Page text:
Let's talk about something extremely uncomfortable; disabled and blind children. I have been talking a lot to my female co-workers during lunch. I was surprised at how many working mothers had disabled children and didn't know about the 529 ABLE (529A) account. In fact, I was surprised at how many people didn’t know about the 529A in general.
In 2014, Obama signed the 529 Achieving a Better Life Experience (ABLE). As you may have guessed, this is a modified version of the 529 plan. The 529A is brand new and I am not sure how many states currently have the infrastructure for enrollment. I know Pennsylvania and Maryland were debating but I am sure many will soon have their own version. Before we start let’s look at why a 529A was even needed in the first place.
A disabled person who makes $700 a month or has $2000 in total assets is not allowed to claim Medicaid and some parts of Social Security disability. The government is basically telling disabled people to remain poor or suffer the consequences. One way of avoiding the $700/month and $2000 assets rule is to create an irrevocable trust that costs an average of $2,000-5,000 to set up…which no poor person or middle class family can ever afford.
The 529A account is basically the same as a traditional 529. You deposit your after taxed monies into the 529A and choose what funds you to contribute (in some states). The monies grow tax-free like a Roth IRA. The only difference is the 529A can pay for a wide array of cost instead of the traditional 529 college tuition. The 529A can be withdrawn to pay for qualified education, housing, transportation, health care, employment training, death services and legal fees.
If withdrawn for non-qualified expenses, the earnings are subjected to regular income and 10% penalty.
1. The 529A grows tax free.
2. Funds can be used for a wide array of expenses. Anywhere from living expenses to funeral fees.
3. Avoid the $700/month and $2000/asset rule.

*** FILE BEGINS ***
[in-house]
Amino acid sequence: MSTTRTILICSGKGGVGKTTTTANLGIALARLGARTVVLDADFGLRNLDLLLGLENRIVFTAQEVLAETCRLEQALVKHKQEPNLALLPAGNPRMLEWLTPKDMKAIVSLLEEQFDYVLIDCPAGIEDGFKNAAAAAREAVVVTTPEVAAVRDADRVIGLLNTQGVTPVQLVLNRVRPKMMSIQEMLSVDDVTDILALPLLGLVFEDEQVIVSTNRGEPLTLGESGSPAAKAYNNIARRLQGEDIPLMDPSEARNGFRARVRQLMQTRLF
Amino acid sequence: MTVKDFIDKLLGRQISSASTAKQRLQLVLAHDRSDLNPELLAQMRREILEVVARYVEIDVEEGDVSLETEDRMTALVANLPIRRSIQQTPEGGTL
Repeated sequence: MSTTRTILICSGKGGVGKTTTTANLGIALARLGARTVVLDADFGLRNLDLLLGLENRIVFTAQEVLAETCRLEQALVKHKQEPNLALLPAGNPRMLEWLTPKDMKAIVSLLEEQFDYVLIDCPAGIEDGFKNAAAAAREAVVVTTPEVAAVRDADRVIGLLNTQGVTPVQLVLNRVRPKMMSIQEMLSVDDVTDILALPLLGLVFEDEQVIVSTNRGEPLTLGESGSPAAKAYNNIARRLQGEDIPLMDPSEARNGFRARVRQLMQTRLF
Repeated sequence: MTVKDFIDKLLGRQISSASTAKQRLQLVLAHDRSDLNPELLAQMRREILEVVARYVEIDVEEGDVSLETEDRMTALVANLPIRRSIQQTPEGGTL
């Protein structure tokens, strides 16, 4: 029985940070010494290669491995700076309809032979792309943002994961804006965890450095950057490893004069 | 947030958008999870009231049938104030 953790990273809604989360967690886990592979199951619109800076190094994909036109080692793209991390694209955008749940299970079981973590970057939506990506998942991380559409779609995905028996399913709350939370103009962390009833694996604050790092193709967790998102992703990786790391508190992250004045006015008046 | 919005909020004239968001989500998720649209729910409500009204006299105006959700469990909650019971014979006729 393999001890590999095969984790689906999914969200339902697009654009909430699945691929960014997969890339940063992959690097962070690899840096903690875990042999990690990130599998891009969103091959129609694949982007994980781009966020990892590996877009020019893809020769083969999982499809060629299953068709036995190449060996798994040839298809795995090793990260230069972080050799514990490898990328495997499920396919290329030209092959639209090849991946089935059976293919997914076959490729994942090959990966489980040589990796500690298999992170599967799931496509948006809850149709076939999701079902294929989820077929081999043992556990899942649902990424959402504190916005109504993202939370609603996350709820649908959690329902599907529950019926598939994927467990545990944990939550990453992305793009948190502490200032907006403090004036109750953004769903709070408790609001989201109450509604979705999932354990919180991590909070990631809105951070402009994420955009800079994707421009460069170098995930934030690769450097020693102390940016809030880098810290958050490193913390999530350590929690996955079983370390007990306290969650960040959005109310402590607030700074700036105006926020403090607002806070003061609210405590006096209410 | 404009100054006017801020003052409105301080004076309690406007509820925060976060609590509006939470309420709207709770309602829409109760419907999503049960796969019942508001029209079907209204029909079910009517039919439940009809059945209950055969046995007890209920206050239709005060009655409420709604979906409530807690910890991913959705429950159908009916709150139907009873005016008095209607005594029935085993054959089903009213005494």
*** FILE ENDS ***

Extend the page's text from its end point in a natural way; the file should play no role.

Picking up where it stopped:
1. Disability before 26. The child must have been disabled before 26. If the beneficiary becomes disabled on his/her 26th birthday, you cannot open a 529A. I am sure this will be litigated.
2. ONE (1) account per disabled person. Unlike the traditional 529 where multiple accounts can be created per student, the 529A is one per disabled person. There is no limit on who can contribute. Your mom, dad, grandparents, aunt, and uncle can all contribute to the same 529A account but there is a limit of $14,000 per year.
3. If the 529A balance exceeds $100,000, the beneficiary will no longer receive Supplementary Social Security. But they can still receive Medicaid.
4. Once the balance is below $100,000; supplementary social security will resume.
5. Beneficiary must sign up in their “home-state” 529A plan. If the “home-state” does not have a plan, the beneficiary may sign up to their current state’s plan if both states agree.
6. All contributed monies are irrevocable. Meaning that once the beneficiary dies, the leftover funds will go to their estate and used to pay off Medicaid expenses. It does not go back to the contributor.
7. Only a limited number of states currently offer the 529A. I don’t know which one. You might want to contact your state’s current 529 point of contact and see if they have the 529A available.
8. States may add their own limitations like many already do to the traditional 529.
So there you have it. The brand new out of the box 529A. I kept everything extremely vague since this is a new law and nobody has sued yet. I am sure this law will be muddier 10 years from now. Having disabled or blind children is not something we want to talk or think about. But as investors, we have the responsibility to know all the laws and use it in our favor. Ignorance of the law is no excuse.
Below is a list of articles on the 529A
What are your thoughts on the new 529A? I just wrote this since it was interesting how such a significant law was passed and nobody paid any attention to it. Back to work. See you at the end of the month. My next buy will probably be $1000 worth of KO in my Loyal3 account or I might just the old shotgun method.
DISCLAIMER: I am not an attorney or expert on this subject. This is only something I recently learned about and wanted to pass it on. All information included here is for entertainment purposes only. You should not rely upon anything I wrote above. Please contact a qualified expert for any questions on this matter. I’m just some guy on the Interweb.